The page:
The Gulf Oil Spill: could local water supplies be affected?


The immediate damages resulting from the Deepwater Horizon oil spill are many: oil-soaked seabirds, warnings of seafood contamination and tar balls washing ashore. Damages to beaches are another prominent concern. Panama City Beach, Fla., hotels are fielding calls from would-be vacationers checking the status of beaches. The City of Destin, located in Florida’s panhandle, added a page to its website to update beach goers. In Bay St. Louis, Miss., a city that receives roughly 40% of its revenue from tourism, a boom—an inflatable device used to contain an oil slick—lines the beach. While some effects are already apparent, the potential catastrophe of water supply contamination is a more slowly-building threat.

Much of the New Orleans, La., metro area water supply comes from the Mississippi River, but there are communities that rely on local bayous. As the oil encroaches on area marshes, the bayous become vulnerable to oil contamination. Planning for potential leaks is in the early stages in communities such as Lafourche Parish, La. Drinking water contamination is also a concern in Florida’s panhandle and Tampa Bay communities where local officials are working with the state’s Department of Environmental Protection to prepare for any potential threats to Florida’s aquifers. The Florida Aquarium may also feel the effects of the spill—saltwater used at the aquarium comes from the Gulf. The aquarium’s spokesperson said that the aquarium would file a claim with BP should an expensive option, such as sourcing water from the Atlantic or preparing saltwater at the aquarium, become necessary.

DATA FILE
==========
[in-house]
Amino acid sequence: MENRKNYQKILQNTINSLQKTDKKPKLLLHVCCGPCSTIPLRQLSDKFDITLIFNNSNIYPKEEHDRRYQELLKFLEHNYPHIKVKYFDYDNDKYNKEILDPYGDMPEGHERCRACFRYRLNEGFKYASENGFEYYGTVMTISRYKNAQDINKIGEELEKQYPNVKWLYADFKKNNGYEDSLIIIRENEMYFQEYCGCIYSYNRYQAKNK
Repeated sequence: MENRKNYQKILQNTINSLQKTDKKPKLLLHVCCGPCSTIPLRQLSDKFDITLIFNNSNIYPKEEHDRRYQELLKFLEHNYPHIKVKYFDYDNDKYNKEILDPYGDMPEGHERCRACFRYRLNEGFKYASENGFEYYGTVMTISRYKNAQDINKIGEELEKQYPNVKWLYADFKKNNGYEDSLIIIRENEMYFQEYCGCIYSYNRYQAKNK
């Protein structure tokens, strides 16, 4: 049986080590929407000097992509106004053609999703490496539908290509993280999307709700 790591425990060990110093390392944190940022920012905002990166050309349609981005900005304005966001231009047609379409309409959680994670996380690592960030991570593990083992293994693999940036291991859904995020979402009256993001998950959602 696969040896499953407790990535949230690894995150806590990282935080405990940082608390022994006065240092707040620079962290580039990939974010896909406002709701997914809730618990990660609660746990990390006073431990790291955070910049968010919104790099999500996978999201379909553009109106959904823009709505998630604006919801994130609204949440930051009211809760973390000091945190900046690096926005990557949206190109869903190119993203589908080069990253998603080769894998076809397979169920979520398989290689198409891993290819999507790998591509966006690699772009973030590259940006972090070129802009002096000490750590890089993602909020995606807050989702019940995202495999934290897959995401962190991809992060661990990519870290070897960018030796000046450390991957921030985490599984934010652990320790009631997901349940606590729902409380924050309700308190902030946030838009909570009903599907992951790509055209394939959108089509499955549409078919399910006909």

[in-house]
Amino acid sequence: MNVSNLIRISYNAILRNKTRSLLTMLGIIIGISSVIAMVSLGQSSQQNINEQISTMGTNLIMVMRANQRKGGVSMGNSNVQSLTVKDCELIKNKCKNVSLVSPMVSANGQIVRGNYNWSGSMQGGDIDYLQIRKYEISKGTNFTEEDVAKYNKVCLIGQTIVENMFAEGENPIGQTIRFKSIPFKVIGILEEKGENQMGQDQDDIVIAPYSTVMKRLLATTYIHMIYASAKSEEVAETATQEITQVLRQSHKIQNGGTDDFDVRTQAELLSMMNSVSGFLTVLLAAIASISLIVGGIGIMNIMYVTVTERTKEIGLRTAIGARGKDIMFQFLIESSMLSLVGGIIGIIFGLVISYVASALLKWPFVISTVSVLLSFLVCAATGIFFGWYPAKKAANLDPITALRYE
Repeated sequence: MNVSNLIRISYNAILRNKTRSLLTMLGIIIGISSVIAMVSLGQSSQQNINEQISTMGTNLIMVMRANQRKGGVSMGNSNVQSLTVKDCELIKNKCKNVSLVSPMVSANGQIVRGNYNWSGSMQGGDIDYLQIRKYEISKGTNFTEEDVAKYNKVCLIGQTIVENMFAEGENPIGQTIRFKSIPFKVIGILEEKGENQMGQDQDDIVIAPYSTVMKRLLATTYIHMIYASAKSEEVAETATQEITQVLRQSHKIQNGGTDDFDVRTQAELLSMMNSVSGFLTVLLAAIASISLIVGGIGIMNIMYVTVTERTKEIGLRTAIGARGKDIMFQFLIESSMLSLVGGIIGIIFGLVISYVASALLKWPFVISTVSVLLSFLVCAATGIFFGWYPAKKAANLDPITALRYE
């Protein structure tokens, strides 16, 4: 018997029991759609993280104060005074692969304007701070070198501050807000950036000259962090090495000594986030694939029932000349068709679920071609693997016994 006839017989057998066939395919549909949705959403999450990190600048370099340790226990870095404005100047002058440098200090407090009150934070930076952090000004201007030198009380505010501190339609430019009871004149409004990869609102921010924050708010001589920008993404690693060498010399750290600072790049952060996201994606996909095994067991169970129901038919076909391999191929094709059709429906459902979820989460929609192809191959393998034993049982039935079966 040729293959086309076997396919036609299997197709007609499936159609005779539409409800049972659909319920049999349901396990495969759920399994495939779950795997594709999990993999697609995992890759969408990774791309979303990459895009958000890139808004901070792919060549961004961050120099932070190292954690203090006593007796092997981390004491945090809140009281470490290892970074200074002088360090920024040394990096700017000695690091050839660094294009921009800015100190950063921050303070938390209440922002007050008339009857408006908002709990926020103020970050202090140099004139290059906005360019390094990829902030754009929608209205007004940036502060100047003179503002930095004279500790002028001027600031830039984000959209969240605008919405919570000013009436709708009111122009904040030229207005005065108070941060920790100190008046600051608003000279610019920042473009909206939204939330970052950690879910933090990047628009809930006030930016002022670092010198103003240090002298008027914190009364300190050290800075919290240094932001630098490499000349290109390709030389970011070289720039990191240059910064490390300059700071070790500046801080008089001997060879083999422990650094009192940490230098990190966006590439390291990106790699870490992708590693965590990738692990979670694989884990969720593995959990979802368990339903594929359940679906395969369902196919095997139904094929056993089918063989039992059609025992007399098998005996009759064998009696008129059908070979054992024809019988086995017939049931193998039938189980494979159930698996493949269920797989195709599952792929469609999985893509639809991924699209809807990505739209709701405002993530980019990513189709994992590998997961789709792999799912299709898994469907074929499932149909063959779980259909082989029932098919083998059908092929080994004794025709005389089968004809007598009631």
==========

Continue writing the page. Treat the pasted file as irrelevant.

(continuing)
During a June 16 hearing held by the Subcommittee on Health, panelists from the Department of Health and Human Services discussed the agency’s monitoring operations and potential health hazards of the Deepwater Horizon spill. Testimony indicated that while drinking water supplies are not expected to be contaminated, the health effects of the oil spill—from water or food contamination, contact, inhalation—is still unknown and may remain so for years to come. While communities along the Gulf Coast would of course be the first affected if oil leaks into water supplies, cities nowhere near the coastline are also then at risk of experiencing the detrimental effects of the spill.

2 comments on “The Gulf Oil Spill: could local water supplies be affected?”

  1. When exposure to toxins is dramatically increased, as is the case for people in the Gulf area, the body rapidly becomes overwhelmed and the detoxification pathways normally used to excrete toxins cannot keep up with the exposure.
    It is well known that airborne toxins documented to be present in a number of Gulf communities are at levels that are many times the maximum allowed by the EPA.
    These toxins are coming from both the oil leak and from the chemical dispersants being used to mitigate the accumulation of oil on the water surface. When the body becomes overwhelmed by this level of exposure, it will then “scramble” to store these excess fat soluble toxins in fat cells throughout the body. As these toxins accumulate, the increasing toxic burden can trigger a multitude of health problems.
    This document suggests emergency medical treatments with safe non-toxic substances for anyone feeling the signs and symptoms being reported in the Gulf region. To read more go to:

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